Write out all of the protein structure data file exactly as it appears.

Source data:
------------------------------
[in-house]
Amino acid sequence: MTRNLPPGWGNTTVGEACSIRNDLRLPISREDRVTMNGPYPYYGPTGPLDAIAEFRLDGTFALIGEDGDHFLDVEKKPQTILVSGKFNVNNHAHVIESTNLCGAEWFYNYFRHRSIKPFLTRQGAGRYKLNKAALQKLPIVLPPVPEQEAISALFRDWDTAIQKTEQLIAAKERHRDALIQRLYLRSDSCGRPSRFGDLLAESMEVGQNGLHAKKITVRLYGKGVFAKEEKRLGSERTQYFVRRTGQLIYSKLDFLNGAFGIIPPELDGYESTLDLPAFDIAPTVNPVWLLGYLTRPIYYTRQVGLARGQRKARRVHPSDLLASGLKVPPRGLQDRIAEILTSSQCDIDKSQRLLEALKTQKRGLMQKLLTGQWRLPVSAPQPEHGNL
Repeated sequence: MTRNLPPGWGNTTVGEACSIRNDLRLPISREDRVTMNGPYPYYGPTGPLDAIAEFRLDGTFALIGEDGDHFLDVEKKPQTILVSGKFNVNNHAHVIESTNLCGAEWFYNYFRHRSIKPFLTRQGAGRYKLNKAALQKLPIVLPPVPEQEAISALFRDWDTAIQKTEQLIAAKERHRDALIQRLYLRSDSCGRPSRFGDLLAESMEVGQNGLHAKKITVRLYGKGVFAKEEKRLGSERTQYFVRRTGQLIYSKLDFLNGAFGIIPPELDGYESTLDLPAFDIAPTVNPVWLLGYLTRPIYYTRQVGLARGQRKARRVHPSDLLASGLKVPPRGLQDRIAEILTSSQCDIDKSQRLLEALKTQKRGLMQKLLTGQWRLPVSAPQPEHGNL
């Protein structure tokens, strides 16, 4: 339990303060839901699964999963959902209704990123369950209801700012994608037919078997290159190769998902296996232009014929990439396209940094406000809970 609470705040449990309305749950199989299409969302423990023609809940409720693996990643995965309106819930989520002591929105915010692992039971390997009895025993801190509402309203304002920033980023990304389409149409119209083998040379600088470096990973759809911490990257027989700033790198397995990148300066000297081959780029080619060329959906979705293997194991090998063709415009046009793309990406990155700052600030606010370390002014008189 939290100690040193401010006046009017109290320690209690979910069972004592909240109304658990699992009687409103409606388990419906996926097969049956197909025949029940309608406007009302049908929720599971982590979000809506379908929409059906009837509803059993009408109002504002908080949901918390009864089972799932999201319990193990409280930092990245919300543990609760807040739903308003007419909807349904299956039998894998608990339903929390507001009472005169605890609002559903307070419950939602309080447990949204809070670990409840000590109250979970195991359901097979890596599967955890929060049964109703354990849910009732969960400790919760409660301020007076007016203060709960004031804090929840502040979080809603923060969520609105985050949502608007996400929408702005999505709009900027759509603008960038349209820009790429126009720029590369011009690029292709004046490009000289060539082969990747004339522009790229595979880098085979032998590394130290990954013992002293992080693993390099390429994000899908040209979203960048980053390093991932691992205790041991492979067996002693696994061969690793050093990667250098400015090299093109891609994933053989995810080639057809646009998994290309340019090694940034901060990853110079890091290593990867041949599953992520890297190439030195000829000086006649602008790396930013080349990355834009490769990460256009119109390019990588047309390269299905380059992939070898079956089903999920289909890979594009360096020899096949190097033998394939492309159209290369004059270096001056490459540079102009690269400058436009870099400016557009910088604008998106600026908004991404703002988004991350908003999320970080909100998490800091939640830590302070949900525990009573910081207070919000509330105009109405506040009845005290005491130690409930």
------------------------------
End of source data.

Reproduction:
[in-house]
Amino acid sequence: MTRNLPPGWGNTTVGEACSIRNDLRLPISREDRVTMNGPYPYYGPTGPLDAIAEFRLDGTFALIGEDGDHFLDVEKKPQTILVSGKFNVNNHAHVIESTNLCGAEWFYNYFRHRSIKPFLTRQGAGRYKLNKAALQKLPIVLPPVPEQEAISALFRDWDTAIQKTEQLIAAKERHRDALIQRLYLRSDSCGRPSRFGDLLAESMEVGQNGLHAKKITVRLYGKGVFAKEEKRLGSERTQYFVRRTGQLIYSKLDFLNGAFGIIPPELDGYESTLDLPAFDIAPTVNPVWLLGYLTRPIYYTRQVGLARGQRKARRVHPSDLLASGLKVPPRGLQDRIAEILTSSQCDIDKSQRLLEALKTQKRGLMQKLLTGQWRLPVSAPQPEHGNL
Repeated sequence: MTRNLPPGWGNTTVGEACSIRNDLRLPISREDRVTMNGPYPYYGPTGPLDAIAEFRLDGTFALIGEDGDHFLDVEKKPQTILVSGKFNVNNHAHVIESTNLCGAEWFYNYFRHRSIKPFLTRQGAGRYKLNKAALQKLPIVLPPVPEQEAISALFRDWDTAIQKTEQLIAAKERHRDALIQRLYLRSDSCGRPSRFGDLLAESMEVGQNGLHAKKITVRLYGKGVFAKEEKRLGSERTQYFVRRTGQLIYSKLDFLNGAFGIIPPELDGYESTLDLPAFDIAPTVNPVWLLGYLTRPIYYTRQVGLARGQRKARRVHPSDLLASGLKVPPRGLQDRIAEILTSSQCDIDKSQRLLEALKTQKRGLMQKLLTGQWRLPVSAPQPEHGNL
């Protein structure tokens, strides 16, 4: 339990303060839901699964999963959902209704990123369950209801700012994608037919078997290159190769998902296996232009014929990439396209940094406000809970 609470705040449990309305749950199989299409969302423990023609809940409720693996990643995965309106819930989520002591929105915010692992039971390997009895025993801190509402309203304002920033980023990304389409149409119209083998040379600088470096990973759809911490990257027989700033790198397995990148300066000297081959780029080619060329959906979705293997194991090998063709415009046009793309990406990155700052600030606010370390002014008189 939290100690040193401010006046009017109290320690209690979910069972004592909240109304658990699992009687409103409606388990419906996926097969049956197909025949029940309608406007009302049908929720599971982590979000809506379908929409059906009837509803059993009408109002504002908080949901918390009864089972799932999201319990193990409280930092990245919300543990609760807040739903308003007419909807349904299956039998894998608990339903929390507001009472005169605890609002559903307070419950939602309080447990949204809070670990409840000590109250979970195991359901097979890596599967955890929060049964109703354990849910009732969960400790919760409660301020007076007016203060709960004031804090929840502040979080809603923060969520609105985050949502608007996400929408702005999505709009900027759509603008960038349209820009790429126009720029590369011009690029292709004046490009000289060539082969990747004339522009790229595979880098085979032998590394130290990954013992002293992080693993390099390429994000899908040209979203960048980053390093991932691992205790041991492979067996002693696994061969690793050093990667250098400015090299093109891609994933053989995810080639057809646009998994290309340019090694940034901060990853110079890091290593990867041949599953992520890297190439030195000829000086006649602008790396930013080349990355834009490769990460256009119109390019990588047309390269299905380059992939070898079956089903999920289909890979594009360096020899096949190097033998394939492309159209290369004059270096001056490459540079102009690269400058436009870099400016557009910088604008998106600026908004991404703002988004991350908003999320970080909100998490800091939640830590302070949900525990009573910081207070919000509330105009109405506040009845005290005491130690409930």